My dog was in a foster home with his brother and foster brother at around 3 weeks of age. He was nipped by his brother and then bitten by his foster brother in the exact same spot on his neck around 3 months of age, so he has always been sensitive to touching that area, but not aggressive, just became noticeably cautious if you would pet that area of his neck.

3 years later, after having a benign cyst removed from his ear, the vet tech ripped his bandages off in a very quick and seemingly painful way because our dog snapped and growled. The ear was not yet healed, so we had to re-bandage the area, which caused more growling and snapping. Since that day, he now responds with growling if we are near his neck area to check his ears or check him for ticks. If we stay in that area too long, he snaps at us.

Additionally, since the vet tech incident, if he finds himself in a painful or upsetting situation such as recently when he pulled a leg muscle, he snapped and growled at my husband when he felt the pain while stretching near my husband. It was as though he associated his pain with my husband, even though he pulled the muscle while running in the backyard.

My question is: is there training that can help us with this situation? I feel like it’s difficult to fix a situation you can’t anticipate, i.e. I just know that sometimes if we touch his neck the “wrong” way, he growls, and if we have to keep touching the area, like when cleaning the ears he can snap and growl.

As another example of this, he used to have a toy that was a circle shape with a hole in the middle. He flipped the toy over his head, so it ended up around his neck. My husband went to take the toy off of his head, and he snapped at him. So, he spent 15 minutes playing with a toy, then it went over his head, and it turned into a stressful terrible incident for him.

My concern going forward is that the odds of nothing painful ever happening to the dog are slim. I’m wondering if there are training techniques that would help this situation?


2 Answers 2


Since he has a long history of having pain, it's going to take a long time for him to be comfortable with things close to his neck and face.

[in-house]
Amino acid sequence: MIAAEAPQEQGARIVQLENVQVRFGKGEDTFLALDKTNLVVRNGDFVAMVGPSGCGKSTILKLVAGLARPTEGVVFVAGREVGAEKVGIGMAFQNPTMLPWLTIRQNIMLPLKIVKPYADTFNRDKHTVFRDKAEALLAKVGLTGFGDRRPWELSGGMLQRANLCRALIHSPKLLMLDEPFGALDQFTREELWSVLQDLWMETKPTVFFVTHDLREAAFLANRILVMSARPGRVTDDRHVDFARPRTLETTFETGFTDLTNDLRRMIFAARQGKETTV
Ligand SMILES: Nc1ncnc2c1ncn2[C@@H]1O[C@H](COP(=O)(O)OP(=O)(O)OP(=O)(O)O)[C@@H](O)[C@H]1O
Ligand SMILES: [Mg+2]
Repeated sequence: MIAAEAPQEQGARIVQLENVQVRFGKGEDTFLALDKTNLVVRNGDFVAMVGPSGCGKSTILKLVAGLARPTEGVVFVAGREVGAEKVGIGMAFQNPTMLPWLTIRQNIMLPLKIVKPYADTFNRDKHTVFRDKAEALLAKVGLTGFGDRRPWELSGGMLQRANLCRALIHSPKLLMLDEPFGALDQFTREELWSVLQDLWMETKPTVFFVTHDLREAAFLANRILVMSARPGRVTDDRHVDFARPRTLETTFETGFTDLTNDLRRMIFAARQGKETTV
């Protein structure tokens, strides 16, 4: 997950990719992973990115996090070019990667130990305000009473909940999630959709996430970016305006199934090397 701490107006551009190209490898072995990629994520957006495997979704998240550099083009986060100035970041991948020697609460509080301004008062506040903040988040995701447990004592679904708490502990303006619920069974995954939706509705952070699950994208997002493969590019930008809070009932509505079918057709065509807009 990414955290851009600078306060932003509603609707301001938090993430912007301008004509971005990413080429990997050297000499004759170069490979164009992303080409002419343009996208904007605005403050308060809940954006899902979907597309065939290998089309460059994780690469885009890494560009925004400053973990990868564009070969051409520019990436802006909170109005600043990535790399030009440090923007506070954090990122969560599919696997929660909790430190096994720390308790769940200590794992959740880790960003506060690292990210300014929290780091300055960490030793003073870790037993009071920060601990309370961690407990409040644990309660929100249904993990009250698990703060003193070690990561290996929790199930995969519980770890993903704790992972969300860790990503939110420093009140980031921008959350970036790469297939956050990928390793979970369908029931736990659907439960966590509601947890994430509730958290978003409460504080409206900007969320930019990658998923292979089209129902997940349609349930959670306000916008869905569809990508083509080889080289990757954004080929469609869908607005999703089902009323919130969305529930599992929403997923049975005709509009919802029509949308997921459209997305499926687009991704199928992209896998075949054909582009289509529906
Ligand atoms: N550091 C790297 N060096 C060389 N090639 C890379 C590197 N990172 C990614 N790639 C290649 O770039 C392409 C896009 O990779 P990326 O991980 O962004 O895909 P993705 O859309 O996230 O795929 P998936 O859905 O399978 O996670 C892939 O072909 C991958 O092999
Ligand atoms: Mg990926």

Essentially, you can use classical conditioning to show him that things near his ear are ok.

But before you start anything, you should make sure with your vet that his ear is not bothering him. If it is, none of this will work since he's still in pain. If you need to give him ear drops or something, just get it over with as fast as possible (potentially with a muzzle) and then give him his dinner. Once he's not in pain, you should notice a big improvement.

You'll want to move very slowly and read his signals, especially since he now feels compelled to use snaps. It's ok (and good) to push him out of his comfort zone, but make sure he knows that he can trust you. Here are a couple of tips/games to play.

Practice bringing things close to that area and then rewarding him for it. In the beginning, you may only be able to get a couple feet away. You can also try simply bringing in the treat from an uncomfortable angle and then getting closer as he gains trust.

Take lots of breaks! This will be very stressful, so break it up with a fun game of tug/fetch/wrestle or whatever he loves. This will not only help build your relationship but also help him ignore those scary things near his ear.

Think about other activities he loves that involve objects close to him, such as putting on a leash.

Respect his growling. This is him telling you he's uncomfortable in an appropriate way and you don't want to teach him that it doesn't work (that leads to snapping as you've observed). Back off and try again farther away, or try and treat him before he starts growling.

If his behavior continues to worsen to not get better, you'll want to get him checked out by the vet again and look into consulting a dog behaviorist which will be able to help come up with a plan specific to him.

  • 4
    This is all good advice. The one caution I would give is to try and avoid letting him practice the growling: give him the treat at the edge of his comfort zone. If he growls, back off a bit, and slowly work your way closer by giving him a treat from a distance still far enough away to avoid the growling. The more he reacts, the more ingrained it becomes.
    – jalynn2
    Commented Oct 29, 2015 at 17:10

It will take a while for your dog to regain trust. Especially of other dogs. But what I have learned with my dog that had a similar experience is to pet his back and slowly work your way to his neck. Try this a few times a day for a month or two and he should be getting better.

  • What effect does this technique have on the dog? Could you elaborate a bit please?
    – Just Do It
    Commented Feb 8, 2016 at 14:14

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